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Dark energy <=> negative energy?

  1. Dec 1, 2011 #1
    Sorry if this sounds a bit mixed up.

    When I was growing up, in the late 1990's, popular science books about cosmology use to describe the average mass-energy density of the universe, especially comparing it to the critical density. Those books used to say that visible matter gives too-low density, but astrophysical evidence show that there is some other stuff out there that brings the density close to the critical value. IIRC, that's what called now "dark matter".

    Does this relate to dark energy at all? I see two conflicting points here:
    1. Dark energy is said to be similar to the cosmological constant. The effect of that is similar to spreading a uniform negative mass over the universe.
    2. Dark energy is said to account for 73% of the total mass-energy of the universe.

    I'm only a mathematician, and never learned GR formally, but these seem to conflict - is the energy of dark energy positive of negative?

    As an additional question, I would like to ask how the 73% estimate was computed.
    My guess is that the intensity of CMB radiation was measures, and the mass-energy density inferred from its temperature only gave 0.27Ω. Is this the way it's done?
     
  2. jcsd
  3. Dec 1, 2011 #2

    marcus

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    For terminology about distance measures google "hogg distance" or go to
    http://arxiv.org/abs/astro-ph/?9905116

    For a tutorial on Lambda with some discussion of how it was measured see
    http://www.astro.ucla.edu/~wright/cosmo_constant.html

    there is a picture with two tear-drop diagrams. In one the expansion worldlines show slowing expansion, in the other with positive Lambda they do not show slowing and are even bending outwards after a while, (very slight accelerated spreading).

    He asks you to consider supernovae at z=1. They are DIMMER than expected by 84% which means they are FARTHER than expected (with zero Lambda) by 36%.

    That kind of data is part of what told cosmologists that Ωλ = .75 approximately, or as you say .73. they keep refining it.

    For more see the intersecting ovals diagram that comes before the tear-drop figure.

    He explains how the different kinds of data constrained the pair (Ωλ , ΩM down to the yellow strip (by Supernovae data) and then from there down to the small purple region (using other data.)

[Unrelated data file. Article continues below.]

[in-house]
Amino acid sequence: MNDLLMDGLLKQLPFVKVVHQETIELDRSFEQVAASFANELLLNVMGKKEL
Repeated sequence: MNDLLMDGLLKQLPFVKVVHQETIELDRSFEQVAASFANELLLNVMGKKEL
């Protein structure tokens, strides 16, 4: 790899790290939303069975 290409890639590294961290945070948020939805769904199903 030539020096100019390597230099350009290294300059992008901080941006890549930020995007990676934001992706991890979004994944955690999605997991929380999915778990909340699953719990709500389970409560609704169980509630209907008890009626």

Last edited: Dec 1, 2011
  4. Dec 2, 2011 #3
    Thanks a lot for the info, it really answered my questions.
    The cosmology tutorial is especially helpful. (it's also interesting to learn that the CMB measurements tell us the universe is closed)
     
  5. Dec 2, 2011 #4

    Ken G

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    In case those tutorials didn't answer this for you, there is a fairly simple answer to this. The cosmological constant is not like a uniform negative mass or negative energy-- it is positive energy all the way (hence point #2). The trick is, in general relativity gravity does not just come from rest mass (and hence rest energy), it also comes from pressure. Usually the pressure contribution is negligible-- like the way the pressure of the Sun contributes to its gravity is totally swamped by the way its rest mass contributes to its gravity. But that's because the Sun is mostly nonrelativistic gas-- dark energy is working in a highly relativistic way, whatever is causing it. Now, in unusual situations (like with vacuum energy), pressure can not only be important to gravity, it can be related to energy in weird ways-- in particular, it can be negative when the energy is positive!

    The reason for this is that pressure is basically how much energy you can remove from a system when you expand it a given tiny amount, but to expand vacuum, it requires more vacuum-- which if vacuum holds energy, requires that you add energy! So you don't extract energy when vacuum expands, you need to add it instead. That means the pressure of vacuum is negative if there is vacuum energy, and that means its gravity is negative too-- so not negative mass or negative energy, but negative gravity (or "antigravity"). So two masses placed far enough apart actually experience of a kind of repulsion-- due to the vacuum between them. (And all of this is contingent on there being a cosmological constant, which is a simple explanation for the accelerated expansion but by no means the only explanation.)
     
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